Dentons has been sued in New York state court by a current employee who alleges she has been subjected to a repeated pattern of sexual harassment by a managing director of the firm’s venture capital group.
Krunali Parekh, a business development specialist in the firm’s New York office, said in her complaint filed Monday that Alton Delane, her direct supervisor, had kissed her on the face in front of colleagues, touched her in sensitive areas and used vulgar language to express a desire to have sex with her, all despite requests he stop making such advances.
A Dentons spokeswoman said in a lengthy statement issued by the firm that Delane had been placed on administrative leave when the global legal giant “first learned of the detailed allegations through threatened litigation.”
The 20-page complaint claims that after Parekh several times raised concerns over Delane’s behavior at Dentons, she was instructed not to discuss the matter with anyone outside the firm. The complaint states that Parekh was “repeatedly treated like nothing more than a sexual object.”
“Ms. Parekh hopes to send a message to not only Dentons, but to all law firms, that the legal profession must embrace women as equals and not treat them as objects,” states the complaint filed by David Gottlieb, a partner at New York’s Wigdor. “Moreover, the public—including Dentons’ wealthy corporate clients—should demand genuine leadership and accountability from the legal profession.”
In its statement, Dentons said it has a “robust” code of conduct that includes a discrimination and retaliation prevention policy.
“We are deeply troubled by the allegations against a non-lawyer employee, which are contrary to our values and culture of respect,” the firm said. “We take any concern about discrimination or unfair treatment seriously. The firm is committed to a workplace free from discrimination and harassment, and to fostering an inclusive and diverse culture.”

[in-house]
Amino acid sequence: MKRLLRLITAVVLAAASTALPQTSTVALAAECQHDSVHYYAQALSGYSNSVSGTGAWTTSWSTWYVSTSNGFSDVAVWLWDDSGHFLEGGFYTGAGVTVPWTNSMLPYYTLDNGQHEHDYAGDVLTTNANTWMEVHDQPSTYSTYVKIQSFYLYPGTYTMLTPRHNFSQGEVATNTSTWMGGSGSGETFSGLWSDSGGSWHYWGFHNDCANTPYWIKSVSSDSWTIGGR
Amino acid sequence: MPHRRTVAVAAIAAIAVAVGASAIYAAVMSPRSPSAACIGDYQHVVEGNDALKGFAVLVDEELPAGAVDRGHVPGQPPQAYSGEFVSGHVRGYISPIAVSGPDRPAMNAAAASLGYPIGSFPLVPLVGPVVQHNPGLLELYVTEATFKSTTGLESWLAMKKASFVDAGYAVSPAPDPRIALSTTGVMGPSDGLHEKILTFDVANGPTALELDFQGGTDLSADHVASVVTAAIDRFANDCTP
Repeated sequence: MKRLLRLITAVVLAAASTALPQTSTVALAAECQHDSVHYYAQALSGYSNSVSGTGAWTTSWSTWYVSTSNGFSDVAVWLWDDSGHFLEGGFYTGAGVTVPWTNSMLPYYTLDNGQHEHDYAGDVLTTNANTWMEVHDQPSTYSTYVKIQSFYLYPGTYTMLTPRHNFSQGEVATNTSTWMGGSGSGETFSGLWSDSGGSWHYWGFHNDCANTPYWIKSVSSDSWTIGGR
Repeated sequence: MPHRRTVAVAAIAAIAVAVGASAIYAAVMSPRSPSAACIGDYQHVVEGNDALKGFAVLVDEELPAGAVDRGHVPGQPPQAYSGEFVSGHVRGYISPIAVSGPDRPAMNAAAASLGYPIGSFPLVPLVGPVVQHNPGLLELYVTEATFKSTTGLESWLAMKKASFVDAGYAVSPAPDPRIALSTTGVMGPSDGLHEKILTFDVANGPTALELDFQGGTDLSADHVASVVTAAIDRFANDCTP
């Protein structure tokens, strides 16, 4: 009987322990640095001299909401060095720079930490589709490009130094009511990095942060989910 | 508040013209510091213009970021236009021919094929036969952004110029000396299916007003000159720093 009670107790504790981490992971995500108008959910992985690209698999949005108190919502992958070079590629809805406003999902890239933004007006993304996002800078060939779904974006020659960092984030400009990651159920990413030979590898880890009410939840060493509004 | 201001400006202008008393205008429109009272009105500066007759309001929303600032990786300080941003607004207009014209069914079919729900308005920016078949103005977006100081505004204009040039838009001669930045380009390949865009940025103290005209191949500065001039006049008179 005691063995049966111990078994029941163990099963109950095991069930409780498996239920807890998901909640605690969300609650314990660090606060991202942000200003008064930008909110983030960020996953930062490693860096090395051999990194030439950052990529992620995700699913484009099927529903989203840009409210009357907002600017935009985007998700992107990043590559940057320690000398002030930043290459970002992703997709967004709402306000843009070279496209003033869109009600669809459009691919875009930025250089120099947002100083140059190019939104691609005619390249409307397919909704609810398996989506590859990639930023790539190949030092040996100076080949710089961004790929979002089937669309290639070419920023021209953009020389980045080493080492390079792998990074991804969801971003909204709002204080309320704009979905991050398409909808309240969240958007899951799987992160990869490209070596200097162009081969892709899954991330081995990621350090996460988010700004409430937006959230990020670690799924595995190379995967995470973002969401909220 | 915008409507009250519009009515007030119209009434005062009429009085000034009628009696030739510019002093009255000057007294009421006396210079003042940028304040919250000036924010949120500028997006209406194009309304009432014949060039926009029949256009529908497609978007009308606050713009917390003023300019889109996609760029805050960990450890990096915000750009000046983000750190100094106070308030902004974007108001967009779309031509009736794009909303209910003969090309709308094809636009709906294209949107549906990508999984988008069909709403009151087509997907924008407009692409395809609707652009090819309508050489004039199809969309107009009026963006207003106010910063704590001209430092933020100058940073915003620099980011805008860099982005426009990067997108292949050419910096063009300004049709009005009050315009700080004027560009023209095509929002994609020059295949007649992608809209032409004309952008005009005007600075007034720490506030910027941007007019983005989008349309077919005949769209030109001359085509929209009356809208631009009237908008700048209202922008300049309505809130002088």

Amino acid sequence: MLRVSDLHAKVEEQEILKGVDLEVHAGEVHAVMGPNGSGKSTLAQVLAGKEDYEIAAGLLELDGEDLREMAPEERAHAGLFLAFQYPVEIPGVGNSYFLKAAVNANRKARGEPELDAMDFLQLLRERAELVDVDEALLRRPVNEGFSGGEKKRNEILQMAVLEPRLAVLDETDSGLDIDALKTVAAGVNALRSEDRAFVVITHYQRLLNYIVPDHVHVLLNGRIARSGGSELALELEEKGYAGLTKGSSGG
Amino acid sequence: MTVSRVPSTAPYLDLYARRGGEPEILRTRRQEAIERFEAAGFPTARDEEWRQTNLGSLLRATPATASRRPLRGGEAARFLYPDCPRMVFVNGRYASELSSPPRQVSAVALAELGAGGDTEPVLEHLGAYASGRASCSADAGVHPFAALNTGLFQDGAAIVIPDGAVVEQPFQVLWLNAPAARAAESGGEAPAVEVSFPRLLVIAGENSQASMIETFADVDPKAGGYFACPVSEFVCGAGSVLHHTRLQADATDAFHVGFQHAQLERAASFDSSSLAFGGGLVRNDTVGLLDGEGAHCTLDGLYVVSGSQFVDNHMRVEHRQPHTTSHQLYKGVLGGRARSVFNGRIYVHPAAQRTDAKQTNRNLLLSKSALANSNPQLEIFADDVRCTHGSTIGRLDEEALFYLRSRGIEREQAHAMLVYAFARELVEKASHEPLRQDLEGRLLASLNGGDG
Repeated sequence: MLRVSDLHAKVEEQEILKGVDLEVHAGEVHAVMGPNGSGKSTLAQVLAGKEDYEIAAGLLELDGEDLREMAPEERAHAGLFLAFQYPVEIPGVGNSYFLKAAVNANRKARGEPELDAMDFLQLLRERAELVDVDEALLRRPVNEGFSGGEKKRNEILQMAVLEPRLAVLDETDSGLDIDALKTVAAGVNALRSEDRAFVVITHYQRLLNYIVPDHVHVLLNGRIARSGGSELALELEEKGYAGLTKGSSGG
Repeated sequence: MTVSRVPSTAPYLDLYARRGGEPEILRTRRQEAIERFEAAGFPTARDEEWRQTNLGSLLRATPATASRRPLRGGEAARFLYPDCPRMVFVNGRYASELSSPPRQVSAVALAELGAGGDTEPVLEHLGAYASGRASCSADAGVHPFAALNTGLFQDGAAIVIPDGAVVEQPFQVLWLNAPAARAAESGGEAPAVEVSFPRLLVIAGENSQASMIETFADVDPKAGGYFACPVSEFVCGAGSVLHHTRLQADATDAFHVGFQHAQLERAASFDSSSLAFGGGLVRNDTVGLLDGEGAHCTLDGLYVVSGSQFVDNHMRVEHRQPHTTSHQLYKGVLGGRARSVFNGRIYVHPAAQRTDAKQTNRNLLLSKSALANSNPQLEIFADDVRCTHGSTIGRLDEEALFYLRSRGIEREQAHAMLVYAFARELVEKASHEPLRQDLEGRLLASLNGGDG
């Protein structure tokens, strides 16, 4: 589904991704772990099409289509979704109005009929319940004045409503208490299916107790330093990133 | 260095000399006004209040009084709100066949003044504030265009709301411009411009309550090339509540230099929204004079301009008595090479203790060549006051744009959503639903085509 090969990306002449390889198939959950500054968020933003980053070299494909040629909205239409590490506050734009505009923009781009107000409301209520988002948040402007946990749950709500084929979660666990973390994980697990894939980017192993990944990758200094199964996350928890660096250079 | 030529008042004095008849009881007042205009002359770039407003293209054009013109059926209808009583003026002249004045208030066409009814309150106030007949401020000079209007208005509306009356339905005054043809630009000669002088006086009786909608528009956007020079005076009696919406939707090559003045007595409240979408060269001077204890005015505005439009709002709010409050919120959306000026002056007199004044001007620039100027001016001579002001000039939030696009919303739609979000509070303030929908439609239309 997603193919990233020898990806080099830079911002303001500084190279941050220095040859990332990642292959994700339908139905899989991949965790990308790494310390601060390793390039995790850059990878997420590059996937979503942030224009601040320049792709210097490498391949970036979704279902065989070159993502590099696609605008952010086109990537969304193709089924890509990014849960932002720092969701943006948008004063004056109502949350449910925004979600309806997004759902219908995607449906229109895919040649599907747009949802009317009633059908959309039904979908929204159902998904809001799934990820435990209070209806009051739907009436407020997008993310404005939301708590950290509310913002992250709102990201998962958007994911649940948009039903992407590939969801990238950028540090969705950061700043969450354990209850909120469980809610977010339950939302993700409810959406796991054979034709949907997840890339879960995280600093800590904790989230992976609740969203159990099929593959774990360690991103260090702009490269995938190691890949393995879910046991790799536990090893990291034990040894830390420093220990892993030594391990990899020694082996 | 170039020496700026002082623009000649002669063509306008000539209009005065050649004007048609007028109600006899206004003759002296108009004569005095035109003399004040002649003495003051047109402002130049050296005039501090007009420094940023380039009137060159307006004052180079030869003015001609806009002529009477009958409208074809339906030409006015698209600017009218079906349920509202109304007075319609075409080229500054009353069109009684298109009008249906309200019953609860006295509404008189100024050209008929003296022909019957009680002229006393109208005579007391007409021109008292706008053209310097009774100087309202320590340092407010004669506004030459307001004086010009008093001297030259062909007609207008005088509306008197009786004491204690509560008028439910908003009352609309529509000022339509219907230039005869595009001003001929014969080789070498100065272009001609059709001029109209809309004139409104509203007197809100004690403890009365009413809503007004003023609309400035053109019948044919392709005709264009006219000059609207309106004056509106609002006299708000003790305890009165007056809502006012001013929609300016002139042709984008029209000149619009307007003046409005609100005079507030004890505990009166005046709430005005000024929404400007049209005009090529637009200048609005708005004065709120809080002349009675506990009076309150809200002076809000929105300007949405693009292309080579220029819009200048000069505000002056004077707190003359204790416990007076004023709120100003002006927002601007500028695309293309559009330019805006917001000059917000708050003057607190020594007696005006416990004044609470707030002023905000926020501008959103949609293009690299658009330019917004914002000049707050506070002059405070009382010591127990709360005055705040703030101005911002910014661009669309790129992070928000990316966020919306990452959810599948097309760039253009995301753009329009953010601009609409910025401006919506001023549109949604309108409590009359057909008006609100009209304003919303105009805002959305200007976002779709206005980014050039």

A phone call placed to Delane went to a voicemail that said he did not have access to email or voice messages. While Delane is not a lawyer, the complaint filed against him and the firm by Parekh states that he is “treated like a partner” and is a “significant business generator.”
Parekh’s complaint also asserts that Delane’s alleged misbehavior took place at work or networking events, at bars, as well as late-night phone calls that in one instance went on for three hours.
Earlier this year, Dentons suspended a partner in Europe who had been the subject of an investigation into inappropriate behavior. The partner, who later left the firm, was found to have engaged in behavior that Dentons said “fell well below the expectations that we have for our partners.”
The firm also was investigated this year by a U.K. regulatory agency over an employment discrimination case brought by a former recruitment manager who said she was retaliated against for taking maternity leave.
For its part, Wigdor and its founding partner, Douglas Wigdor, have been involved in a number of high-profile cases in the #MeToo era, including representing plaintiffs bringing harassment and other claims against Fox News, ride-sharing giant Uber Technologies Inc. and disgraced movie mogul Harvey Weinstein’s former production company.
“Law firms such as Dentons should set an example for how to provide a safe workplace for women,” Wigdor’s Gottlieb said in a statement. “It is unfortunate that Dentons has failed to be a leader in this #MeToo era, and has instead attempted to silence women who raise harassment complaints and intimidate witnesses who support those women.”